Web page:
We serve up a tempting menu of little-known Pro Tools tips, including some new features in 12.6.
In this month’s Pro Tools workshop, I am going to share a number of less well-known tricks that I have picked up along the way, beginning with an option I wasn’t aware of until very recently: Send To Back or Bring To Front. When you are working with layered content in a program such as Photoshop, there is the option to change the order of the layers, and I was interested to learn that this feature exists in Pro Tools also. The Clip menu offers two options named Send To Back and Bring To Front, which relate only to how clips behave when nudged.
Screens 1a and 1b show two adjacent clips. In 1b, I have nudged the left-hand clip rightwards, and it has gone over the top of the right-hand clip. However, Screen 1c shows what happens when I select Send To Back and then repeat the nudge: this time, the left-hand clip has gone underneath the right-hand clip. Note that this doesn’t work if you use the Grabber tool to move clips.
There are a growing number of plug-ins that have a Monitor or ‘difference’ option. When you enable this option, you hear only the contribution that the plug-in is adding to the signal — in other words, the difference between the dry and the processed signal. This can be a useful diagnostic tool, but it also has the potential to be used creatively. For example, in Screen 2 I have an Avid Pro Compressor plug-in feeding an Exponential Audio R2 reverb plug-in. On the Pro Compressor, I have enabled the Monitor button, visible as a small speaker icon near the top-right corner of the compression display.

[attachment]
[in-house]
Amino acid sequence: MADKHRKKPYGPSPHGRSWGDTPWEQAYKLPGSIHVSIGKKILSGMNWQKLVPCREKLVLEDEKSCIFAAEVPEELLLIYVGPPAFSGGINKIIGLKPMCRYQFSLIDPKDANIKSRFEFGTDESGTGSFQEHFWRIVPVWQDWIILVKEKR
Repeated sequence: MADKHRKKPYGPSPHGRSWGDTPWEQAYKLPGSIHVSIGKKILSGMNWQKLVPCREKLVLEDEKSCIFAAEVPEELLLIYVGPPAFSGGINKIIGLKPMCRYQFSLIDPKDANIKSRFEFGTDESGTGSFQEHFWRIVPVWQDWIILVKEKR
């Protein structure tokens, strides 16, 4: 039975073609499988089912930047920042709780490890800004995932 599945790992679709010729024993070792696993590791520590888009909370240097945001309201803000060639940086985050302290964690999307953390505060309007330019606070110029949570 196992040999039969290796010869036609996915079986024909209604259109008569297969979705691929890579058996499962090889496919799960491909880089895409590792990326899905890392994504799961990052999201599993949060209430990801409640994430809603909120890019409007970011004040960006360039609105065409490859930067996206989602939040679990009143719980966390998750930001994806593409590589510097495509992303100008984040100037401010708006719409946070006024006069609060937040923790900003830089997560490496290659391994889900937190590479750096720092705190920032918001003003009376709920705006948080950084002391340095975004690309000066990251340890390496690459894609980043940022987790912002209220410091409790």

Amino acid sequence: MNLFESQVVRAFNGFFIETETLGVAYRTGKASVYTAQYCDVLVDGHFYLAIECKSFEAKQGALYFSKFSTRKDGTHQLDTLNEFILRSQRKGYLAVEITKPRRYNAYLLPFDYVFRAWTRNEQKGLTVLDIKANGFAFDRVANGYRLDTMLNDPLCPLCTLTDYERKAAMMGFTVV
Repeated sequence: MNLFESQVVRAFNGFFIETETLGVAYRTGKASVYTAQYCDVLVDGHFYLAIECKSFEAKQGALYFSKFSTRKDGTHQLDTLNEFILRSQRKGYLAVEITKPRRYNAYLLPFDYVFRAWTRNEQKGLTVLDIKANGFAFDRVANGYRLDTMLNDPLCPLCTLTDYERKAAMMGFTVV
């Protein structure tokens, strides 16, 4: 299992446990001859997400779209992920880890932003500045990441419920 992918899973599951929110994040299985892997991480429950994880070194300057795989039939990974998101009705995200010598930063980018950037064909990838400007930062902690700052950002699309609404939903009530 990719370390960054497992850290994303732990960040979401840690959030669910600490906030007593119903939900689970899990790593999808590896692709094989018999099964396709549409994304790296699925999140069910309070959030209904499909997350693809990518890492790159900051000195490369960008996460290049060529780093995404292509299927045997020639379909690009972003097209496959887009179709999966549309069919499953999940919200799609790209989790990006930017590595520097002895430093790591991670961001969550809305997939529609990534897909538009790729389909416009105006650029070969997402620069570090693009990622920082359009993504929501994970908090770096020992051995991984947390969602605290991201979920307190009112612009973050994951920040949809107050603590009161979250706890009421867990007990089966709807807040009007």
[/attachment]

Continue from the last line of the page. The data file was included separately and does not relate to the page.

With this enabled, the compressor only outputs audio when gain-reduction is taking place. What this means is it only passes audio when the input signal goes above the compressor’s threshold, so you’ll only get reverb on the loudest sections of the signal. This is really cool and can save a lot of time compared to riding a fader for the same effect. You can also achieve some interesting results using a different channel’s output as the side-chain signal.
Avid’s Pro Multiband Dynamics comes with a separate plug-in called Pro Multiband Splitter, allowing you to split the input signal into separate frequency bands to be processed independently. What’s less well known is that you can do a similar trick with the Pro Multiband Dynamics plug-in itself, thanks to a feature called Auxiliary Output Stems or AOS for short. Add an instance of the Multiband Dynamics plug-in onto a track, then add four aux tracks with the same track format as the track with the Multiband Dynamics plug-in (Screen 3).
Click on the input selector of the first aux track and you will see that as well as Interface and Buss, there is a third option labelled Plug-in. This offers the Pro Multiband Dynamics plug-in as a choice, and within that, you’ll see options for each of the four bands: Low Band, Low-Mid Band, Mid-High Band and High Band. Select each band in turn as the input for one of the four aux tracks. Now you can mute the host track, with each band now routed through its own aux track. So, as well as taking advantage of the Pro Multiband Dynamics plug-in’s own features, you could also use a reverb plug-in as an insert just on the Low-Mid Band, post-compression, add a bit of delay to the upper mids, and so on.